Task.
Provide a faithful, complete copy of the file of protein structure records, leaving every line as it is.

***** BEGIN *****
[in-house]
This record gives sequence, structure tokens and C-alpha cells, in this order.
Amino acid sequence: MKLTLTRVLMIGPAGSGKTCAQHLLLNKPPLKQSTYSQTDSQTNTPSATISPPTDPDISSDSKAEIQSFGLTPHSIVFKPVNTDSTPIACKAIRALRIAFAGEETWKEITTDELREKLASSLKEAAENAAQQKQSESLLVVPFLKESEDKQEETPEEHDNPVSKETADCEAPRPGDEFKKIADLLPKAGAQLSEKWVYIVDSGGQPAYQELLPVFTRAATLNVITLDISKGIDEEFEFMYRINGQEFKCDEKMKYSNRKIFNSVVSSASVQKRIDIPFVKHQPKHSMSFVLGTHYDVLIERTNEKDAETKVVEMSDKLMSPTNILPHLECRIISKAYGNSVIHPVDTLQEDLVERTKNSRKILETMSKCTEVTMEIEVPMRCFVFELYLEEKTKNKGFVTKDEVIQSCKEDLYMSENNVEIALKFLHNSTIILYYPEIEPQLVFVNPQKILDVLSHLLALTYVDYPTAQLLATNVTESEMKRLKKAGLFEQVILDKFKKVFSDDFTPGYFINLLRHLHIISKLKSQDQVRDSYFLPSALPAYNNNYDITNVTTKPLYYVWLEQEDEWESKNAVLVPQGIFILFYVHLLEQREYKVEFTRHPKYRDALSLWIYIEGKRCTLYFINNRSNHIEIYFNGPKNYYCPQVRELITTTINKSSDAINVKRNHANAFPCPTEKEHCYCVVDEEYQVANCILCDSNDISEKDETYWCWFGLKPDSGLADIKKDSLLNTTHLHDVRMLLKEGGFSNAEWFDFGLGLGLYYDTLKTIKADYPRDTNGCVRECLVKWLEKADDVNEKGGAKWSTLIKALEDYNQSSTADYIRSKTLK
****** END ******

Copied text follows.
[in-house]
This record gives sequence, structure tokens and C-alpha cells, in this order.
Amino acid sequence: MKLTLTRVLMIGPAGSGKTCAQHLLLNKPPLKQSTYSQTDSQTNTPSATISPPTDPDISSDSKAEIQSFGLTPHSIVFKPVNTDSTPIACKAIRALRIAFAGEETWKEITTDELREKLASSLKEAAENAAQQKQSESLLVVPFLKESEDKQEETPEEHDNPVSKETADCEAPRPGDEFKKIADLLPKAGAQLSEKWVYIVDSGGQPAYQELLPVFTRAATLNVITLDISKGIDEEFEFMYRINGQEFKCDEKMKYSNRKIFNSVVSSASVQKRIDIPFVKHQPKHSMSFVLGTHYDVLIERTNEKDAETKVVEMSDKLMSPTNILPHLECRIISKAYGNSVIHPVDTLQEDLVERTKNSRKILETMSKCTEVTMEIEVPMRCFVFELYLEEKTKNKGFVTKDEVIQSCKEDLYMSENNVEIALKFLHNSTIILYYPEIEPQLVFVNPQKILDVLSHLLALTYVDYPTAQLLATNVTESEMKRLKKAGLFEQVILDKFKKVFSDDFTPGYFINLLRHLHIISKLKSQDQVRDSYFLPSALPAYNNNYDITNVTTKPLYYVWLEQEDEWESKNAVLVPQGIFILFYVHLLEQREYKVEFTRHPKYRDALSLWIYIEGKRCTLYFINNRSNHIEIYFNGPKNYYCPQVRELITTTINKSSDAINVKRNHANAFPCPTEKEHCYCVVDEEYQVANCILCDSNDISEKDETYWCWFGLKPDSGLADIKKDSLLNTTHLHDVRMLLKEGGFSNAEWFDFGLGLGLYYDTLKTIKADYPRDTNGCVRECLVKWLEKADDVNEKGGAKWSTLIKALEDYNQSSTADYIRSKTLK